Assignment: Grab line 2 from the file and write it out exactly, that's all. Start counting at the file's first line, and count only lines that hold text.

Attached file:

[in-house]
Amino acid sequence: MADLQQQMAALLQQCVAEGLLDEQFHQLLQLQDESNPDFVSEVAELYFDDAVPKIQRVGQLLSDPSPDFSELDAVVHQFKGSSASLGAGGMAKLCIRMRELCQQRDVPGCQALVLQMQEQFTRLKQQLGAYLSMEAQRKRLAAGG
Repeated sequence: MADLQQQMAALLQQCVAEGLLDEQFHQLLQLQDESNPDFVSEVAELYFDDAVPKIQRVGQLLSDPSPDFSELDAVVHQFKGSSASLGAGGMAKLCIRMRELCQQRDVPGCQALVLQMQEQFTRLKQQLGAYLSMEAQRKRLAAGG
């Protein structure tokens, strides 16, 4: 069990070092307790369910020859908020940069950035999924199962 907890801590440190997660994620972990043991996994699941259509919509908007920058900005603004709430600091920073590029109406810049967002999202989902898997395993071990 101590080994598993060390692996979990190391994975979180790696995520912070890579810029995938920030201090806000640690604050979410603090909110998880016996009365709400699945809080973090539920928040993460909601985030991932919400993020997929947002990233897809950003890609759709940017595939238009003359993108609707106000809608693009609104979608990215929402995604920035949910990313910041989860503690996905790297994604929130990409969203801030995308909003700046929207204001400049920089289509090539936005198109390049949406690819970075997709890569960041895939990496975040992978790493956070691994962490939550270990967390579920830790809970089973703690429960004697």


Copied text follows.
Amino acid sequence: MADLQQQMAALLQQCVAEGLLDEQFHQLLQLQDESNPDFVSEVAELYFDDAVPKIQRVGQLLSDPSPDFSELDAVVHQFKGSSASLGAGGMAKLCIRMRELCQQRDVPGCQALVLQMQEQFTRLKQQLGAYLSMEAQRKRLAAGG